Privacy Badger

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Privacy Badger
Developer(s) Electronic Frontier Foundation
Initial release 1 May 2014; 4 months ago (2014-05-01)[1]
Stable release 0.2.1 / 22 July 2014; 45 days ago (2014-07-22)
Development status Active
Type Browser extension
License GNU GPL v3[2]
Alexa rank Decrease 18,698 (April 2014)
Website eff.org/privacybadger
As of April 2014

Privacy Badger is a free web browser extension for Google Chrome and Mozilla Firefox, created by the Electronic Frontier Foundation. Its purpose is to block advertisements and tracking cookies that do not respect the Do Not Track setting in a user's web browser.[3] The alpha was released on 1 May, 2014,[1] followed by a beta on 21 July, 2014.[4] While some of the code for Privacy Badger is based on Adblock Plus, Privacy Badger only blocks those ads which come with trackers embedded.[3]

Ian Paul, writing for PC World, mentions that Privacy Badger currently "only blocks third-party tracking, not first party", and mentions that prevention of browser fingerprinting is planned for a future release.[5] ArsTechnica notes that if an advertiser makes a commitment to respect Do Not Track requests, their cookies will be unblocked from Privacy Badger.[6] Nathan Willis, writing for LWN.net, describes the green, yellow and red sliders of the Privacy Badger menu as being a "nice visualization aid", making it easy for the user to toggle the trackers on and off, if desired - describing it as much easier to browse through than ad blocking addon interfaces.[7] Kif Leswing writing for GigaOM writes that "Privacy Badger’s blacklist is generated through heuristic blocking, which means it gets better the longer it is used", and writes that at present, Privacy Badger "breaks a lot of websites", but considers it important as it is created by a non-profit company, and sums it up as "more than good enough".[8]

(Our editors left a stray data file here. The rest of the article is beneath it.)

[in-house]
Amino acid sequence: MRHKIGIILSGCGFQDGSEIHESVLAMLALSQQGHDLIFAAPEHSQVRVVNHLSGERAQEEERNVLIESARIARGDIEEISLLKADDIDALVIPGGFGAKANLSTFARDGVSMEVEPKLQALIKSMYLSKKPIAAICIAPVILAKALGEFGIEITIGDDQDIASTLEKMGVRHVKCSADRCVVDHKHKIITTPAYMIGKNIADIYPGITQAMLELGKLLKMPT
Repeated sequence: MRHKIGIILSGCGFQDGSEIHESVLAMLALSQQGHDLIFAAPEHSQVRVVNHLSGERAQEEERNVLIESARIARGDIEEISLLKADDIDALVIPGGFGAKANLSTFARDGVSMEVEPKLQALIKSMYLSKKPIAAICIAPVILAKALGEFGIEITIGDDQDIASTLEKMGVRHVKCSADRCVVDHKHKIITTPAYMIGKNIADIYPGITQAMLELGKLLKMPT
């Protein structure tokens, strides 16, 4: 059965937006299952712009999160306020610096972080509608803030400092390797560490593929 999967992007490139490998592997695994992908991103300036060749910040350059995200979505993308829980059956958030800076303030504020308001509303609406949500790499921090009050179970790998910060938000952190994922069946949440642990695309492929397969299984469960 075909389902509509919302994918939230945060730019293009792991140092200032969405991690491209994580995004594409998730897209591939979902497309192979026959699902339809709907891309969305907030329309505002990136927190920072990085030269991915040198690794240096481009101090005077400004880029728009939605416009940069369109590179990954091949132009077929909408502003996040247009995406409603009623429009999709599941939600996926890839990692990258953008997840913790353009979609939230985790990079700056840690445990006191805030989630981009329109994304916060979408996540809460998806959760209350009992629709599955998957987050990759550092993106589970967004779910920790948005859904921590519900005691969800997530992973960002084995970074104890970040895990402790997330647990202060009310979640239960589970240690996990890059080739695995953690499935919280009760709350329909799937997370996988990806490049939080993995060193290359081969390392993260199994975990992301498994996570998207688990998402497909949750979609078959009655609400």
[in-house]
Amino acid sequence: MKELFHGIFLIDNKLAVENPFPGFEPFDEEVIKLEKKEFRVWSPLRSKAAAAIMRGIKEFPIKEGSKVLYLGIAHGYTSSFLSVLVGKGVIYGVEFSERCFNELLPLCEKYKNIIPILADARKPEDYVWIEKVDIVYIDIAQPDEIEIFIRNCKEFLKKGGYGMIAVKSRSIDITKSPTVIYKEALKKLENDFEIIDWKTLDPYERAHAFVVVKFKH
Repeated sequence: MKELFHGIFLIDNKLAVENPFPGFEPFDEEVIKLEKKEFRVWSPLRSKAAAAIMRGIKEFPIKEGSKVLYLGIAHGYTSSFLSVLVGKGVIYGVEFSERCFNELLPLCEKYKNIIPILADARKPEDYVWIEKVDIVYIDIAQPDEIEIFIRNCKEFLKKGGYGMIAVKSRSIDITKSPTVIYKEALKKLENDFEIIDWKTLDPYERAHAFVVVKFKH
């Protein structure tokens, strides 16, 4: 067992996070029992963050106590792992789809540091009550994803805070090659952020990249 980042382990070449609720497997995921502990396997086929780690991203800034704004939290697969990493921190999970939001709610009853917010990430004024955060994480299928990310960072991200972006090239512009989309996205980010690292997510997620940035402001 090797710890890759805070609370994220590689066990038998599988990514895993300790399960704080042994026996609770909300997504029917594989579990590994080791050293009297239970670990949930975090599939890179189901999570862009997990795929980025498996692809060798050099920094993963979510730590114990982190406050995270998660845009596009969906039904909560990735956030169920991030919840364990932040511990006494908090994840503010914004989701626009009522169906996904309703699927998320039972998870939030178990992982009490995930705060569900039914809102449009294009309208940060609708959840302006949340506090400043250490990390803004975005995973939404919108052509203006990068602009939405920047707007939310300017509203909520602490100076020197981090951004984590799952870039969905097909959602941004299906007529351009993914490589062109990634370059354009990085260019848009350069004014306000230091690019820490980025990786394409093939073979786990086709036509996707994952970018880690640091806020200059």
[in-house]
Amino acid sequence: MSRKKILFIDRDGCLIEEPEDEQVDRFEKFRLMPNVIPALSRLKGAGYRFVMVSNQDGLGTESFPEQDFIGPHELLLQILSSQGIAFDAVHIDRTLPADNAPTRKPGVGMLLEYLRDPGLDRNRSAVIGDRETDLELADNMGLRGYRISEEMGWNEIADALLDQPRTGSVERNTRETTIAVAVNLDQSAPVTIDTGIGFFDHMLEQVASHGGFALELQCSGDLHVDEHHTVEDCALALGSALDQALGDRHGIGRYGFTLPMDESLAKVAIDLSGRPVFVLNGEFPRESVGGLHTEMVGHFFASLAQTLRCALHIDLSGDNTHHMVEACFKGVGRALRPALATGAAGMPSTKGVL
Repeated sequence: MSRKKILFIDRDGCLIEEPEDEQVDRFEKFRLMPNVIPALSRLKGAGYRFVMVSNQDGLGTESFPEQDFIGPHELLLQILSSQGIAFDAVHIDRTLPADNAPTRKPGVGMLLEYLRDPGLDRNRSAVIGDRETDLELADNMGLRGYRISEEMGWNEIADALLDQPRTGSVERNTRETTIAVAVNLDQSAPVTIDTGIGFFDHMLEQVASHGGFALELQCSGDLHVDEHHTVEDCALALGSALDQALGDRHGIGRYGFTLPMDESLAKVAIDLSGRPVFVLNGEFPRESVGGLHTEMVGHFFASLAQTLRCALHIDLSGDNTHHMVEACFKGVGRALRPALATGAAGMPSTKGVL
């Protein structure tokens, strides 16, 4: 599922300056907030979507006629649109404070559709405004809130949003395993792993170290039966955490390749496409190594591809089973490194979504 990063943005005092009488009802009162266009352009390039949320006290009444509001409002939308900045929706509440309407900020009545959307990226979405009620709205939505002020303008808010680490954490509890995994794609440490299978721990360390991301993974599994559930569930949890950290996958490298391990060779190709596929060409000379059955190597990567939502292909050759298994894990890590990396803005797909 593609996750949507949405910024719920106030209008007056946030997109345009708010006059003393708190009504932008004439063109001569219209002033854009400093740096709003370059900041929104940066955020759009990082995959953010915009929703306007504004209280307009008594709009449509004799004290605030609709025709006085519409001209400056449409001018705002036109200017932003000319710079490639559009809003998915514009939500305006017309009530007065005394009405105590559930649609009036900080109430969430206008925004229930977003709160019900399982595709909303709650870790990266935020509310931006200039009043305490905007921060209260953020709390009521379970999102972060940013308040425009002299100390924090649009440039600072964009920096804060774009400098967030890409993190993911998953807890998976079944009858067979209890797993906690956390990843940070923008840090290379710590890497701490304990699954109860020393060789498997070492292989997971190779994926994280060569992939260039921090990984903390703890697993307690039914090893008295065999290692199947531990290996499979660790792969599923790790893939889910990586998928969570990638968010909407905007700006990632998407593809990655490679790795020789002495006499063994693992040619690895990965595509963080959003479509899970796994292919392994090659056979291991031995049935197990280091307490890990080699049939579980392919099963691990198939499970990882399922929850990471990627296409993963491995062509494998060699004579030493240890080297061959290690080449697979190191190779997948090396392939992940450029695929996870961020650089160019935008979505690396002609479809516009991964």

Description[edit]

If an advertiser seems to be tracking you across multiple websites without your permission, Privacy Badger automatically blocks that advertiser from loading any more content in your browser. To the advertiser, it's like you suddenly disappeared.[9]

See also[edit]

References[edit]